Google / Facebook Era (2000 - 2010)

As the calendar flipped to 2000, Google unveiled AdWords, planting a milestone in the digital advertising timeline. Their version of the Pay-Per-Click model and the ability to bid on individual keywords made advertising both affordable and measurable. For instance, small businesses could now set a budget cap and only pay when someone clicked on their ad.

Now, down we go into the rabbit hole of context based ads, a targeted advertising approach that displays ads to users based on the content they are currently engaging with online. They aim to deliver ads that are contextually relevant to the webpage or content, increasing the likelihood of capturing the user's interest and engagement.

By tracking a user's online behavior, such as the websites they visit, the content they interact with, and their search queries, ad networks were now able build a profile of the user's interests and preferences.

The plot thickened post-2007 when Facebook joined the advertising bandwagon. With a treasure trove of social data, Facebook ads offered a level of personalization that was unmatched. The ability to target ads based on user demographics and interests was a game-changer. For instance, a local pizzeria could target ads to pizza lovers within a specific zip code, or political parties could tailor a message about their candidate depending on a user's political preference.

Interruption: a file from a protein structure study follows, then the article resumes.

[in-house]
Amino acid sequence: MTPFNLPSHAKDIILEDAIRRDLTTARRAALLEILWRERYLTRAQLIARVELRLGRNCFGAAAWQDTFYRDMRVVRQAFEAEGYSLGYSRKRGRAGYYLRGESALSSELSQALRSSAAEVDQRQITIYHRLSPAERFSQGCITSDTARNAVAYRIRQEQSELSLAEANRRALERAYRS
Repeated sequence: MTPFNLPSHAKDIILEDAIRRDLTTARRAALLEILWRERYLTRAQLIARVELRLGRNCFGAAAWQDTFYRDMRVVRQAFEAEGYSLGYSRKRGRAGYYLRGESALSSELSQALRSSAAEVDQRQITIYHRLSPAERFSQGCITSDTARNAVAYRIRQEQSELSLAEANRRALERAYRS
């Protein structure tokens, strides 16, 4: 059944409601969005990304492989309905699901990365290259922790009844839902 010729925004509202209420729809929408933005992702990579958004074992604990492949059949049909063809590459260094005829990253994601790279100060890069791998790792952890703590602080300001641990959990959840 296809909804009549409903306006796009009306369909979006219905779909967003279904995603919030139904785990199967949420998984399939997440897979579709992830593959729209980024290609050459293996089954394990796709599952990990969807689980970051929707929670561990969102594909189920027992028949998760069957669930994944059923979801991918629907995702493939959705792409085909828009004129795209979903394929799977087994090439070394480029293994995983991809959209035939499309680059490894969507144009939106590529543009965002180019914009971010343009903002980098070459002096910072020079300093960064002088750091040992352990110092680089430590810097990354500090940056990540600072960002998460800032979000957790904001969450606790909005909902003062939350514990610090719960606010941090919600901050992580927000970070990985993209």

Through the rest of the decade more and more people came online. These methods of giving people an ad they were most likely to engage with based upon troves of data was continually being refined. The end result being the incumbent, Google, and the up and comer, Facebook, poised to take advantage of the next billion people coming online.

Mobile Ads (2010 - Present):

The narrative takes a mobile turn post-2010 after the iPhone's launch a couple of years earlier.

The launch of app stores, particularly Apple's App Store in 2008, created a thriving ecosystem for mobile apps. This presented a new advertising channel as developers sought ways to monetize their apps. Advertisers started placing ads within mobile apps, including banners, interstitials, and rewarded video ads, creating a billion dollar industry by 2011.

Mobile advertising spending worldwide from 2007 to 2024

The period from 2008 to 2014 was transformative for mobile advertising, as it evolved from early experiments to a mature and essential component of digital advertising. Advertisers increasingly recognized the potential of mobile devices to reach consumers in personalized and contextually relevant ways.

Simultaneously, the mobile gaming arena bloomed, creating a vibrant canvas for advertisers. Games like Angry Birds and Candy Crush became not just a source of entertainment but a platform for ads. The fusion of gaming and advertising delivered a unique blend, making ad experiences less intrusive and more enjoyable.